Glory Road tells the story of the first all African-American starting lineup of basketball players, at Texas Western College in 1966, as led by their groundbreaking coach Don Haskins (Josh Lucas, Undertow). Debut director James Gartner struggles with solidifying the film’s socially explosive period aspects against the exacting demands of recreating a season’s worth of hair-raising basketball games surging toward the 1966 NCAA tournament.
Josh Lucas excites the screen as Coach Haskins, but is frequently upstaged by the talented ensemble of upstart actors that include Derek Luke, Mehcad Brooks, Al Shearer and Damaine Radcliff. Jon Voight delivers a remarkable performance as University of Kentucky’s bigoted coach Adolph Rupp. Entertaining and cathartic in spite of its faults, Glory Road fills an important gap in sports history.
Texas Western College is now called the University of Texas at El Paso, and it’s easy to imagine that Don Haskins’ color-blind basketball coaching contributed in some degree to the school’s name change. For their part, screenwriters Christopher Cleveland and Bettina Giliois do an admirable job of capturing the turbulent social atmosphere of racism that plagued the young African American basketball players whose game skills exceeded those of their rivals.
It’s too bad that the director, James Gartner, doesn’t know how to frame and layer the on-the-court action so that it resonates against the rest of the movie. Most surprising is the sloppy editing from the estimable John Wright (The Hunt For Red October) that turns the finale game of the movie to a kind of fast-forward pulp accented by some glaring continuity mistakes.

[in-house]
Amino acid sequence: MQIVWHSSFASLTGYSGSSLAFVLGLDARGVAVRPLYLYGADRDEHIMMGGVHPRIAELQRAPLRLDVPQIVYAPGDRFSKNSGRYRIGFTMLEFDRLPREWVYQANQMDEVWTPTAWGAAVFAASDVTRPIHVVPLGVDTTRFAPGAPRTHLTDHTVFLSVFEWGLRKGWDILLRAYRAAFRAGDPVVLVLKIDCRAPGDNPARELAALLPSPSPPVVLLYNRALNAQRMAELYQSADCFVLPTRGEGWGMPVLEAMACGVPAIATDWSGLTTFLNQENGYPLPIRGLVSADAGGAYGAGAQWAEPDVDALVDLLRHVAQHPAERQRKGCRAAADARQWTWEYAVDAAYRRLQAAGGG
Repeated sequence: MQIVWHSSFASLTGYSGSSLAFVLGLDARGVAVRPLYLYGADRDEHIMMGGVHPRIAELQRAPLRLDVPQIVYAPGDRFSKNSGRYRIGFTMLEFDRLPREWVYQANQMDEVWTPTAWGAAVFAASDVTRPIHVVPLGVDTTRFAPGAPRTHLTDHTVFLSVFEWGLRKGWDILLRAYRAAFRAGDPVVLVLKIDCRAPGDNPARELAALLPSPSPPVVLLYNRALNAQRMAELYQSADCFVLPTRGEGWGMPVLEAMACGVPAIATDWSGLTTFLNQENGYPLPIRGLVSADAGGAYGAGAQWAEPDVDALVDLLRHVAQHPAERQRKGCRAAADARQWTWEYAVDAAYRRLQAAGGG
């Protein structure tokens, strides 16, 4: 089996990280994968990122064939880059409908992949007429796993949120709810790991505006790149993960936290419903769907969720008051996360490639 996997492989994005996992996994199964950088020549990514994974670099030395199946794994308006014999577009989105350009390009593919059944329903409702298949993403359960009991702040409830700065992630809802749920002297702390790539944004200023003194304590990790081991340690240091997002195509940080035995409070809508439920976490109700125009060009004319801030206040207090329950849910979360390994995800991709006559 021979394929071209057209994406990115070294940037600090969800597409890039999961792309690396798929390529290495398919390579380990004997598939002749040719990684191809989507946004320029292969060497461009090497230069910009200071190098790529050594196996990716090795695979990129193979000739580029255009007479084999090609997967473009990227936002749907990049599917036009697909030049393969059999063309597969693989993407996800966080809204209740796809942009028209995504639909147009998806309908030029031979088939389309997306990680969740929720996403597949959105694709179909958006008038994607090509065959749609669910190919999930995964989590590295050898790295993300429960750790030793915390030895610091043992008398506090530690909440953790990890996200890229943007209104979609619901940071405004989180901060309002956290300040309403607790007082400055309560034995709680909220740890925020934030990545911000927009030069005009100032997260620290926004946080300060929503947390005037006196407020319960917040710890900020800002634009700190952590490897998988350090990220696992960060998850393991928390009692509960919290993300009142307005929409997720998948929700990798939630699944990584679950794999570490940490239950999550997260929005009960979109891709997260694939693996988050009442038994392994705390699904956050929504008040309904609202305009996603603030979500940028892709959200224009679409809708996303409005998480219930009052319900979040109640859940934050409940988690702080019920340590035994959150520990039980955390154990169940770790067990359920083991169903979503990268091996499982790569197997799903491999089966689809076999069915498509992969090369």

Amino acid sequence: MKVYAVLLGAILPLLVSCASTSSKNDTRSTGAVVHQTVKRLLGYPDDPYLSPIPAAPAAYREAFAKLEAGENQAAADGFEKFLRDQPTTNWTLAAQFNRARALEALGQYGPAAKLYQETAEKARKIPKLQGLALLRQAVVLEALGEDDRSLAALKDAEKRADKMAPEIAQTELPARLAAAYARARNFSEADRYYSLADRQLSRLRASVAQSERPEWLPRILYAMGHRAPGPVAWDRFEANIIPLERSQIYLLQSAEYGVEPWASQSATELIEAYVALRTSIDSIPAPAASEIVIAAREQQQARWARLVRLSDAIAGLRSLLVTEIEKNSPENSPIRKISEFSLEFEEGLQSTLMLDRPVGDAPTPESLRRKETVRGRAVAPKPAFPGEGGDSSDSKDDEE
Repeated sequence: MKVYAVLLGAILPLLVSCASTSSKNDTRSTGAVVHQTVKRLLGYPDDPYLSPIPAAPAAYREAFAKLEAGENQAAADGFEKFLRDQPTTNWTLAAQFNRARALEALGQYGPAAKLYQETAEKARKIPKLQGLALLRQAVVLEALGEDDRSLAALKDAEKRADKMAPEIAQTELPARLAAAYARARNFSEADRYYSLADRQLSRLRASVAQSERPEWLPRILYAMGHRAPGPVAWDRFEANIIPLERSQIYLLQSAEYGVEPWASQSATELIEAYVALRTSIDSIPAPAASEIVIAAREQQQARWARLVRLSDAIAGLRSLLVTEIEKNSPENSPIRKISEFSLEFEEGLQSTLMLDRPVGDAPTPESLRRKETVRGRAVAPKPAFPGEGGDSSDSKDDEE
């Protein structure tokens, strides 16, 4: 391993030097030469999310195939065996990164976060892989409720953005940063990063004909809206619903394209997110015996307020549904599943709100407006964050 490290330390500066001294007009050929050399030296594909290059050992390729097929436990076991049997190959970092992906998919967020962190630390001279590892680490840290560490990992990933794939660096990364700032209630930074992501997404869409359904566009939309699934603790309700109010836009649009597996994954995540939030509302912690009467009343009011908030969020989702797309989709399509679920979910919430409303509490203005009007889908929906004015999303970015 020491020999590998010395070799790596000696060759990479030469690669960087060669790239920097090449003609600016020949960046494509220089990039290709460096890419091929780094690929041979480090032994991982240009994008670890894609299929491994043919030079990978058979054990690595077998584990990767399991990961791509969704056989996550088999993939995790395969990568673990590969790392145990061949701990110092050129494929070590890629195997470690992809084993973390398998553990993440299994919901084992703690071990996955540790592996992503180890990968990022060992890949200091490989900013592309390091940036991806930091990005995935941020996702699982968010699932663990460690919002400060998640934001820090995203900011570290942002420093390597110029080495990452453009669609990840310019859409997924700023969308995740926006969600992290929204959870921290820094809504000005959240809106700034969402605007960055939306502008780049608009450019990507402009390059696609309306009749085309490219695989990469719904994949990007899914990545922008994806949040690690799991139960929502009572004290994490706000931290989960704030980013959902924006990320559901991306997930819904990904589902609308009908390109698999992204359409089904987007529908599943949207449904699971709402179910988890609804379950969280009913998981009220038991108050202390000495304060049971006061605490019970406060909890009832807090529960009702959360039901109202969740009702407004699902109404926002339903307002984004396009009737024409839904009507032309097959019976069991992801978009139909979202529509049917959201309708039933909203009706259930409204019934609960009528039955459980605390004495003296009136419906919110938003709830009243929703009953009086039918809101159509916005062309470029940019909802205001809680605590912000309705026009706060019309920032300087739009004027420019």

Here is a movie that should and could have been every bit as invigorating and satisfying as Gavin O’Connor’s Miracle (2004) which layered its Olympic hockey story with a full range of character emotion, social context and sports action. James Gartner lets us feel some of the vehement hatred and abuse that these African American Basketball players suffered, but we don’t get enough of their expression against it. There is a brief period when the black players on the team shun the white players during a game, but we don’t see the decisiveness in their eyes that portrays their inner crisis because the director doesn’t know how to incorporate close-ups into the sequence.
The movie ends with a credit sequence that’s balanced with commentary from the real-life Don Haskins and several of the actual Texas Western players who contributed so famously to opposing segregation in college basketball during that amazing NCAA season in 1966. The closure helps to compensate for the personal revelation that the film lacks. MTW